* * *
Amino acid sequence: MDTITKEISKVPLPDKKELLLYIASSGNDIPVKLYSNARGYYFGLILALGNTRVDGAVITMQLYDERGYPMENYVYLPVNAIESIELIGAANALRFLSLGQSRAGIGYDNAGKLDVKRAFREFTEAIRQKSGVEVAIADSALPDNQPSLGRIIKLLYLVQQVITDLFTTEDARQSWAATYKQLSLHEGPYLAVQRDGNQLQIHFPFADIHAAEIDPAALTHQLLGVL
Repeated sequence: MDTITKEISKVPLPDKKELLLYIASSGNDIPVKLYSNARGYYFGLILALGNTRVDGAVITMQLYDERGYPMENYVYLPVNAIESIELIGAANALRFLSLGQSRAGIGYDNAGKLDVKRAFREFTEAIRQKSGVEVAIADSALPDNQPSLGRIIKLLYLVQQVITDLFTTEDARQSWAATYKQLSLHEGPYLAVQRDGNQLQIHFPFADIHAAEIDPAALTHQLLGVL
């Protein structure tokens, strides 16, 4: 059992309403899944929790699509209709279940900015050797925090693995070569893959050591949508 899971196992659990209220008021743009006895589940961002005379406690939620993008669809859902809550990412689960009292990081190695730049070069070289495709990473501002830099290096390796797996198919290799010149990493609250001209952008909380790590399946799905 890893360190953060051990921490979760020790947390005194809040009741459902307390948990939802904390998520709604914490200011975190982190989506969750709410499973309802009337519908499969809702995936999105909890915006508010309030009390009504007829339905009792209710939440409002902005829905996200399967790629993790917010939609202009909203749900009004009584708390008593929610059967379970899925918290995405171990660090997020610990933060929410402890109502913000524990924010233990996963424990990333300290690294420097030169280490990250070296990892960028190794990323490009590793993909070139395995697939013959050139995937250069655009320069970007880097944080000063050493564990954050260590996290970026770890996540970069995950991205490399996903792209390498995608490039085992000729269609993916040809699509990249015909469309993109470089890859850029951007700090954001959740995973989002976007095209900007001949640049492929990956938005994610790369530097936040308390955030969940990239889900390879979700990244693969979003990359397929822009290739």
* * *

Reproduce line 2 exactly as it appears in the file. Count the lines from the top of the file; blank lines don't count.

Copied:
Repeated sequence: MDTITKEISKVPLPDKKELLLYIASSGNDIPVKLYSNARGYYFGLILALGNTRVDGAVITMQLYDERGYPMENYVYLPVNAIESIELIGAANALRFLSLGQSRAGIGYDNAGKLDVKRAFREFTEAIRQKSGVEVAIADSALPDNQPSLGRIIKLLYLVQQVITDLFTTEDARQSWAATYKQLSLHEGPYLAVQRDGNQLQIHFPFADIHAAEIDPAALTHQLLGVL